Infectious fun: Salisbury’s Zombie Walk hits the bullseye
It was kill or be killed at last night’s Zombie Walk as more than 150 participants came decked out in blood and brains and ready to infect downtown Salisbury.
This is the sixth year Salisbury has hosted a zombie walk, and previous events have attracted nearly 1,000 participants. But the 2015 event was a little slow, Mary Thielemann, vice president of Rowan County, NC Zombie Outbreak Response Team, said. The walk was originally supposed to happen on Oct. 1, but was rescheduled when hurricane Joaquin blew through. Thielemann says she thought a lot of people dropped out after that, and that cloudy skies kept more people indoors.
“I think the threat of bad weather kept people away,” she said.
But many were still eager to get out, paint up and go in search for brains. The dystopian celebrations began at 1:30 p.m. with band performances in Nashville Nights and Uncle Buck’s All-American Pub and Grill. East Fisher Street was roped off for vendors and Salisbury’s own zombie apocalypse was unleashed.
The crowd was small, but some zombie fans traveled far for the chance to join the walk. Lance Hoffman and Sabrina Trimarchi drove down from Maryland. Hoffman says that he and his step-daughter love “The Walking Dead,” a comic series and AMC television series about a dystopian future where most of the world’s population has fallen prey to a zombie-like disease. Hoffman says he hasn’t heard of a zombie walk in Maryland, and doesn’t think it would be a big hit in the state.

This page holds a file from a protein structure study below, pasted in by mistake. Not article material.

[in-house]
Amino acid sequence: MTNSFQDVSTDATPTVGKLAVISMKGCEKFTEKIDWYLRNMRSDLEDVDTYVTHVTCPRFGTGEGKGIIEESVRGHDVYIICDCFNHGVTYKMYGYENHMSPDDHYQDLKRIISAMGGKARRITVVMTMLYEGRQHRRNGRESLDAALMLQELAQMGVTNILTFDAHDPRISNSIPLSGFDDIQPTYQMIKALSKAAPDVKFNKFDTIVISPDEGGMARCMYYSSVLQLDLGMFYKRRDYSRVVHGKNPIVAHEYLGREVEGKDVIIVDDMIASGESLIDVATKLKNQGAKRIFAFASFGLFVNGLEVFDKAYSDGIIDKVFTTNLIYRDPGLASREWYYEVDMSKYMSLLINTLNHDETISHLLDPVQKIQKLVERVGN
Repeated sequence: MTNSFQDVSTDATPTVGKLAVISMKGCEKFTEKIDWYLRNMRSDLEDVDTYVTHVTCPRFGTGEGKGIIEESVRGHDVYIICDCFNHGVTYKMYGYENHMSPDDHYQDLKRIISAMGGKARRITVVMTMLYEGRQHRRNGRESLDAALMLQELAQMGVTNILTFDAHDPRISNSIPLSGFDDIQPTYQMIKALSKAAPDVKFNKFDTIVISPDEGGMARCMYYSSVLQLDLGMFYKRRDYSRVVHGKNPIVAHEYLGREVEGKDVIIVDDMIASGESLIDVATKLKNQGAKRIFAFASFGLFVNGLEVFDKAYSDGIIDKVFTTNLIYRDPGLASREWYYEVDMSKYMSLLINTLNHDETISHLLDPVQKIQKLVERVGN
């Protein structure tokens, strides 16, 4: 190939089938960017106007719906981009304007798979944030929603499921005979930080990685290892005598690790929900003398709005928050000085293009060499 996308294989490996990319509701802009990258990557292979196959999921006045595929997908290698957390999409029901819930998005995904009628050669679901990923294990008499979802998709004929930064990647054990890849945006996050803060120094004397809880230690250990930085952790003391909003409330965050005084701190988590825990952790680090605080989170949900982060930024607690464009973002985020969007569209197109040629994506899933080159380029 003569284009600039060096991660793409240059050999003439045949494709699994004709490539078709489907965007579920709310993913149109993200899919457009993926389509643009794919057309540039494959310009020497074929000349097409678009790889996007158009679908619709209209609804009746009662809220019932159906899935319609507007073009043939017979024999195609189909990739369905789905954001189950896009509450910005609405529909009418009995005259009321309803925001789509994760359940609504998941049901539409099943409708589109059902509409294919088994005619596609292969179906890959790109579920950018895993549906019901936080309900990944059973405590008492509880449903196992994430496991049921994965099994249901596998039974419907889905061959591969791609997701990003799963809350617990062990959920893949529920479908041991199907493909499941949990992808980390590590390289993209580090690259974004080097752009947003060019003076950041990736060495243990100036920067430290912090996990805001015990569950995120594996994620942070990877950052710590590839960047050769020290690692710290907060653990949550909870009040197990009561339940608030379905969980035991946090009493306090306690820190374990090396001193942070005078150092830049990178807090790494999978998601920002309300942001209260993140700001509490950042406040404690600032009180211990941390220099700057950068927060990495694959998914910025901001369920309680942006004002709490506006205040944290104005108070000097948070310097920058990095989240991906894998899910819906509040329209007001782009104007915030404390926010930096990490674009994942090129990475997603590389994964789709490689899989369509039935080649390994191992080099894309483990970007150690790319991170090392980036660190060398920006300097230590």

“They don’t have this by us,” Hoffman said.
But he’s been friends with Thielemann for several years, and always enjoys her stories about the Zombie Walk.
“We always see the pictures,” he said, “and we wanted to do it.”
Madison Pittman recently moved back to Salisbury and saw the Zombie Walk as an excellent opportunity to test out her special effects make-up skills. Pittman says it’s been a hobby of hers for a few years, but this is her first chance to try it out zombie-style.
“I think it will be a lot of fun,” she said.
Angela Greening brought her daughter, Alexa, with her to the event. Angela is a “Walking Dead” fan, and says she wasn’t sure how her seven year-old daughter would handle the event, at first. But joining the walk was partly her daughter’s idea, and Alexa was eager to get started.
“I think it’s good for families,” Greening said.
The walk includes activities like a rock climbing wall, and the original Oct. event featured a scavenger hunt. And the make-up and costumes are not something parents need to be worried about, she says.
“You know that it’s not real,” she said.
At 5:30 p.m., the undead livened up downtown as they shambled through the streets. While the event is free to attend and dress up, every re-animated corpse that joins the official march has to pay a registration fee. All proceeds of the walk are donated to the Humane Society of Rowan County, Mr. Mike’s Food Pantry, and Downtown Salisbury, Inc.